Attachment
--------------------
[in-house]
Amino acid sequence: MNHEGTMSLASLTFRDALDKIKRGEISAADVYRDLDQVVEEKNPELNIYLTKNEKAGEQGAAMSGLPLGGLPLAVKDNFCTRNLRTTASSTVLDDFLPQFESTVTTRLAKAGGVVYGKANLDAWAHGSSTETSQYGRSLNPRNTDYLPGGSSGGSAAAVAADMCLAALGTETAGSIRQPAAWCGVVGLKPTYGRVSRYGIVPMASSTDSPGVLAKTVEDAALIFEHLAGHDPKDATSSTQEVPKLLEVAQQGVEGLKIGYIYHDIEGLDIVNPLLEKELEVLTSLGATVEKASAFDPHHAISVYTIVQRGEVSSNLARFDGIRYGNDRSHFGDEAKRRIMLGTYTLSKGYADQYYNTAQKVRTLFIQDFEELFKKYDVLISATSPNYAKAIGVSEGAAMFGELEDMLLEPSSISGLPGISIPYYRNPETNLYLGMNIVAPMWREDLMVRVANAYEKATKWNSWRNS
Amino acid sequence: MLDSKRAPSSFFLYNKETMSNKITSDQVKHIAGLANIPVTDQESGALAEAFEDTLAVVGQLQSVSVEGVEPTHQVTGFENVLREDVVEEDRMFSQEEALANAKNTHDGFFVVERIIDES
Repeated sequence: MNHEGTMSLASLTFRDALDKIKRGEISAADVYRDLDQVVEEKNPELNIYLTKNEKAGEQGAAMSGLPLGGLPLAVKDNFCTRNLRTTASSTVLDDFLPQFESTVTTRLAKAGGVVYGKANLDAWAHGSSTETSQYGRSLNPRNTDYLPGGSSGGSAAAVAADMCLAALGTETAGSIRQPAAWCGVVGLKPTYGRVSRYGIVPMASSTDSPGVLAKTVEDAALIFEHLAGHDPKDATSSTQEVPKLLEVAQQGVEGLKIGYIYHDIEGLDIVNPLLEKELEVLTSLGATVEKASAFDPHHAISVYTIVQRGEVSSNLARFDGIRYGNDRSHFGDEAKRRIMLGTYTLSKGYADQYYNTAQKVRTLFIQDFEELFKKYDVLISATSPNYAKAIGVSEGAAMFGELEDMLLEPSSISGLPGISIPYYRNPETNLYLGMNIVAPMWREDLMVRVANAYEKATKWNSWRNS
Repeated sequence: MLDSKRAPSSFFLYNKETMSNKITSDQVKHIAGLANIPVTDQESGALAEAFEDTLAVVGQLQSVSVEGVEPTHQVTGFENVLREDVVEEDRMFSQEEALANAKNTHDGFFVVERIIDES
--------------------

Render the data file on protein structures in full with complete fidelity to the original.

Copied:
[in-house]
Amino acid sequence: MNHEGTMSLASLTFRDALDKIKRGEISAADVYRDLDQVVEEKNPELNIYLTKNEKAGEQGAAMSGLPLGGLPLAVKDNFCTRNLRTTASSTVLDDFLPQFESTVTTRLAKAGGVVYGKANLDAWAHGSSTETSQYGRSLNPRNTDYLPGGSSGGSAAAVAADMCLAALGTETAGSIRQPAAWCGVVGLKPTYGRVSRYGIVPMASSTDSPGVLAKTVEDAALIFEHLAGHDPKDATSSTQEVPKLLEVAQQGVEGLKIGYIYHDIEGLDIVNPLLEKELEVLTSLGATVEKASAFDPHHAISVYTIVQRGEVSSNLARFDGIRYGNDRSHFGDEAKRRIMLGTYTLSKGYADQYYNTAQKVRTLFIQDFEELFKKYDVLISATSPNYAKAIGVSEGAAMFGELEDMLLEPSSISGLPGISIPYYRNPETNLYLGMNIVAPMWREDLMVRVANAYEKATKWNSWRNS
Amino acid sequence: MLDSKRAPSSFFLYNKETMSNKITSDQVKHIAGLANIPVTDQESGALAEAFEDTLAVVGQLQSVSVEGVEPTHQVTGFENVLREDVVEEDRMFSQEEALANAKNTHDGFFVVERIIDES
Repeated sequence: MNHEGTMSLASLTFRDALDKIKRGEISAADVYRDLDQVVEEKNPELNIYLTKNEKAGEQGAAMSGLPLGGLPLAVKDNFCTRNLRTTASSTVLDDFLPQFESTVTTRLAKAGGVVYGKANLDAWAHGSSTETSQYGRSLNPRNTDYLPGGSSGGSAAAVAADMCLAALGTETAGSIRQPAAWCGVVGLKPTYGRVSRYGIVPMASSTDSPGVLAKTVEDAALIFEHLAGHDPKDATSSTQEVPKLLEVAQQGVEGLKIGYIYHDIEGLDIVNPLLEKELEVLTSLGATVEKASAFDPHHAISVYTIVQRGEVSSNLARFDGIRYGNDRSHFGDEAKRRIMLGTYTLSKGYADQYYNTAQKVRTLFIQDFEELFKKYDVLISATSPNYAKAIGVSEGAAMFGELEDMLLEPSSISGLPGISIPYYRNPETNLYLGMNIVAPMWREDLMVRVANAYEKATKWNSWRNS
Repeated sequence: MLDSKRAPSSFFLYNKETMSNKITSDQVKHIAGLANIPVTDQESGALAEAFEDTLAVVGQLQSVSVEGVEPTHQVTGFENVLREDVVEEDRMFSQEEALANAKNTHDGFFVVERIIDES